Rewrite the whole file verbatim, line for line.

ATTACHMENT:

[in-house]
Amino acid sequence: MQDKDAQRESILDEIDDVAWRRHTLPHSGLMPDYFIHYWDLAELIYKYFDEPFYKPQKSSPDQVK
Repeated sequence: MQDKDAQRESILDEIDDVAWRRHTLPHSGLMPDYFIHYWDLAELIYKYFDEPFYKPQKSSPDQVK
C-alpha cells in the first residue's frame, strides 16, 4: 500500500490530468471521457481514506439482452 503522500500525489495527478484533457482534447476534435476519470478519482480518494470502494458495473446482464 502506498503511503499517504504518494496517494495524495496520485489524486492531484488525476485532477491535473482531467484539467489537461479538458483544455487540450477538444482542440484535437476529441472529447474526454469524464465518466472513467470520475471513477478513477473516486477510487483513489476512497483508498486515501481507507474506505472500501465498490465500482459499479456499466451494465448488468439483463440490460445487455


[in-house]
Amino acid sequence: MQDKDAQRESILDEIDDVAWRRHTLPHSGLMPDYFIHYWDLAELIYKYFDEPFYKPQKSSPDQVK
Repeated sequence: MQDKDAQRESILDEIDDVAWRRHTLPHSGLMPDYFIHYWDLAELIYKYFDEPFYKPQKSSPDQVK
C-alpha cells in the first residue's frame, strides 16, 4: 500500500490530468471521457481514506439482452 503522500500525489495527478484533457482534447476534435476519470478519482480518494470502494458495473446482464 502506498503511503499517504504518494496517494495524495496520485489524486492531484488525476485532477491535473482531467484539467489537461479538458483544455487540450477538444482542440484535437476529441472529447474526454469524464465518466472513467470520475471513477478513477473516486477510487483513489476512497483508498486515501481507507474506505472500501465498490465500482459499479456499466451494465448488468439483463440490460445487455